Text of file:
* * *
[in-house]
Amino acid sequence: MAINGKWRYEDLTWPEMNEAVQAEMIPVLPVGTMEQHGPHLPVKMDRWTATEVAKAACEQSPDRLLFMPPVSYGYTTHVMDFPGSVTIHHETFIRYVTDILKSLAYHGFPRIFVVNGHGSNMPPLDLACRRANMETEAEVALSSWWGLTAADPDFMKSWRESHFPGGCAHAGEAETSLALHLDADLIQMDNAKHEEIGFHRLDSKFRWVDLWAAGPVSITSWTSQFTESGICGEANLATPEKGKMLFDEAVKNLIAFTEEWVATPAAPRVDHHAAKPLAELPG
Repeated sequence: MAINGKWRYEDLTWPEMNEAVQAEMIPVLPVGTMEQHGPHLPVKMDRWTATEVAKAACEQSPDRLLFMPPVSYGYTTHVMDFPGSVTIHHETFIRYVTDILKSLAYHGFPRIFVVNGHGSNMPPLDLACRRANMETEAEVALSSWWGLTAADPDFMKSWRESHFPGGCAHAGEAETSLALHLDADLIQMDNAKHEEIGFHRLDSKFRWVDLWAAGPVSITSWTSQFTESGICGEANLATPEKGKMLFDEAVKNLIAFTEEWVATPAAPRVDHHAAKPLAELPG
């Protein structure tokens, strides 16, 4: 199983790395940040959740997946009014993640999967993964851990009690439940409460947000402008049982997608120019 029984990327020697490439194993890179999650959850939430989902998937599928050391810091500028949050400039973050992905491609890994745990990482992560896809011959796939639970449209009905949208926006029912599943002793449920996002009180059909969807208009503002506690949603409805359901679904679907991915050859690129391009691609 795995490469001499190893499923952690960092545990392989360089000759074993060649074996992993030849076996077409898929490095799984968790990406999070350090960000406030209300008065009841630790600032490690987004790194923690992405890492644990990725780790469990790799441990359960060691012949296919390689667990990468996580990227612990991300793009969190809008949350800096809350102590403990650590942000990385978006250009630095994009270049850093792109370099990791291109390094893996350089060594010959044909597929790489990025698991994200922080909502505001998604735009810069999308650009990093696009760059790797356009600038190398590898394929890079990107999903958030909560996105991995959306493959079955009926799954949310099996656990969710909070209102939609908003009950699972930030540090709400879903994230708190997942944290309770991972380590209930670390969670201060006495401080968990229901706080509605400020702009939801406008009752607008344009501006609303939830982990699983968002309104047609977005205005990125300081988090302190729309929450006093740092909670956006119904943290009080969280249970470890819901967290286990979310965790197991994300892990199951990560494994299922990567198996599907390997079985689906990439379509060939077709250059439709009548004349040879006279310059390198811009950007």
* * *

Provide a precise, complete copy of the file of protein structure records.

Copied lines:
[in-house]
Amino acid sequence: MAINGKWRYEDLTWPEMNEAVQAEMIPVLPVGTMEQHGPHLPVKMDRWTATEVAKAACEQSPDRLLFMPPVSYGYTTHVMDFPGSVTIHHETFIRYVTDILKSLAYHGFPRIFVVNGHGSNMPPLDLACRRANMETEAEVALSSWWGLTAADPDFMKSWRESHFPGGCAHAGEAETSLALHLDADLIQMDNAKHEEIGFHRLDSKFRWVDLWAAGPVSITSWTSQFTESGICGEANLATPEKGKMLFDEAVKNLIAFTEEWVATPAAPRVDHHAAKPLAELPG
Repeated sequence: MAINGKWRYEDLTWPEMNEAVQAEMIPVLPVGTMEQHGPHLPVKMDRWTATEVAKAACEQSPDRLLFMPPVSYGYTTHVMDFPGSVTIHHETFIRYVTDILKSLAYHGFPRIFVVNGHGSNMPPLDLACRRANMETEAEVALSSWWGLTAADPDFMKSWRESHFPGGCAHAGEAETSLALHLDADLIQMDNAKHEEIGFHRLDSKFRWVDLWAAGPVSITSWTSQFTESGICGEANLATPEKGKMLFDEAVKNLIAFTEEWVATPAAPRVDHHAAKPLAELPG
């Protein structure tokens, strides 16, 4: 199983790395940040959740997946009014993640999967993964851990009690439940409460947000402008049982997608120019 029984990327020697490439194993890179999650959850939430989902998937599928050391810091500028949050400039973050992905491609890994745990990482992560896809011959796939639970449209009905949208926006029912599943002793449920996002009180059909969807208009503002506690949603409805359901679904679907991915050859690129391009691609 795995490469001499190893499923952690960092545990392989360089000759074993060649074996992993030849076996077409898929490095799984968790990406999070350090960000406030209300008065009841630790600032490690987004790194923690992405890492644990990725780790469990790799441990359960060691012949296919390689667990990468996580990227612990991300793009969190809008949350800096809350102590403990650590942000990385978006250009630095994009270049850093792109370099990791291109390094893996350089060594010959044909597929790489990025698991994200922080909502505001998604735009810069999308650009990093696009760059790797356009600038190398590898394929890079990107999903958030909560996105991995959306493959079955009926799954949310099996656990969710909070209102939609908003009950699972930030540090709400879903994230708190997942944290309770991972380590209930670390969670201060006495401080968990229901706080509605400020702009939801406008009752607008344009501006609303939830982990699983968002309104047609977005205005990125300081988090302190729309929450006093740092909670956006119904943290009080969280249970470890819901967290286990979310965790197991994300892990199951990560494994299922990567198996599907390997079985689906990439379509060939077709250059439709009548004349040879006279310059390198811009950007």